HURON, S.D. ? For the first time in history the American Indian population may have a friend in the state prosecutors' office who will listen and not quickly form adversarial relationships.
Ron Volesky, Lakota, was chosen by the Democratic Party to run for the seat of State Attorney General after losing a bid for governor in the primary election.
Volesky said the American Indian population in the state has faced litigation and hostile behavior from the state's top legal office and he plans to work with tribes to relieve that tension.
Past Attorneys General have litigated against tribes over jurisdictional issues, have initiated lawsuits to reduce the size of reservations and have actually proposed, in legal proceedings, to disestablish certain reservations altogether.
"I don't support that type of activity. There is a time to go to court, but I believe in negotiating disputes," Volesky said.
His opponent, current Deputy Attorney General Larry Long, said that sometimes mediation does not work and then the court should sort out the dispute.
"Litigation is a way to resolve the stuff. Tribes are trying to find out their limits of power and they draw a line in the dirt and say they have this much power," Long said. "The status quo for 100 years was that everyone believed the reservation was disestablished and then the tribe says they believe the state does not have the power to do what they are doing. In some cases concession is not a responsible thing to do."
He was referring to the lawsuit between the Yankton Sioux Tribe and a waste management company over a proposed landfill from 1996 that the state got involved in to resolve a reservation boundary issue.
Long said the state has a lot of agreement with the tribes, but he added that the problem is the tribe of state can pull out of those agreements at any time.
"The days of spending much-needed state resources to fight endless jurisdictional battles with tribal governments must end. I would work to begin a new era of cooperation between state and tribal government, based upon mutual respect for each of the sovereigns," Volesky said.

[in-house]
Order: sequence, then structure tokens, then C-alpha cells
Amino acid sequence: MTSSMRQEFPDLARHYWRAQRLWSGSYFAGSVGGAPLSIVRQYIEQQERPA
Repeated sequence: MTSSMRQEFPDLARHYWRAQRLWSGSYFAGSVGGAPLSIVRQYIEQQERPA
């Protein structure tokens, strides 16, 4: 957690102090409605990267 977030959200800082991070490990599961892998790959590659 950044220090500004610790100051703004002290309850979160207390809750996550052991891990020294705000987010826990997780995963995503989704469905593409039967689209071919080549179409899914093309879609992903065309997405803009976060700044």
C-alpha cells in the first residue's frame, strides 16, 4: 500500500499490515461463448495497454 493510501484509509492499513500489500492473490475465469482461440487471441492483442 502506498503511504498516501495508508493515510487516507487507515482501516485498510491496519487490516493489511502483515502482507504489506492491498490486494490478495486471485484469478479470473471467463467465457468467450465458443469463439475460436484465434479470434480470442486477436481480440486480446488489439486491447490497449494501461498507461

Even though tribal governments have tried to work with South Dakota government in a variety of areas there has been a degree of mistrust that has prevented mutual agreements, he added.
A large percentage of the American Indian population is familiar with the state prosecutor's office. Volesky wants to create an atmosphere where all parties can work together to reduce crime and social problems that mostly arise from poverty.
"While we fight those at the back end in the criminal justice system, we must also work to prevent them at the front end through education and economic development through job creation and allowing both Indian and non-Indian citizens to feel a sense of ownership and equal opportunity to participate in and benefit from our institutions in South Dakota," Volesky said in a press release.
One of the most voiced criticisms of South Dakota justice is racial profiling. Many American Indians have personal stories and most everyone knows of someone with a story about conflicts with law enforcement because of their cultural background.
"There is a high degree of misperception, a high degree of lack of understanding that got us to where we are today in Indian country. I think there is a perception of profiling that it is systematic and endemic and that it exists throughout the state. I don't believe that is true," Long said.
As a state senator, Volesky was the leader in authoring legislation that would curb any possible racial profiling. The bills were defeated in the legislature.
The two candidates agree that cameras in patrol cars will help to curb that activity by making the officers more accountable and providing assistance in prosecution or citizen complaints.
Long has been a long-time prosecutor in the state's Attorney General's office. He started his law career as a prosecutor in Bennett County, located on the Pine Ridge and the Rosebud Reservations. He has been directly involved with litigation against the Cheyenne River Sioux Tribe Telephone Authority and U.S. West after the state's Public Utilities Commission denied the authority the right to purchase three telephone exchanges from U.S. West in 1994.
Long was a prosecutor with the Rosebud Sioux Juvenile court, served as counsel to the Rosebud Sioux Tribe Election Board and as counsel for the Rosebud Sioux Tribe Credit Committee. He wrote several titles for the Rosebud Sioux Tribal Code.
Volesky is leading in the polls, according to his campaign office. He said that the vote from the American Indian population is very important; he is campaigning on reservations and in urban areas.
Long, on the other hand, is a Republican and not a member of any tribe; he is concentrating most of his campaign efforts in the most populated region of the state, Sioux Falls and Minnehaha County, where 20 percent of the voters reside.
The state's American Indian population is 8.3 percent, according to the latest U.S. Census Bureau's data.
"It is important that I get elected. For the people involved in tribal government the Attorney General affects them more than any other office," Volesky said.
The state Democratic Party has made an all out effort to register voters on the state's nine reservations and has sent state and federal candidates to those areas to campaign heavily.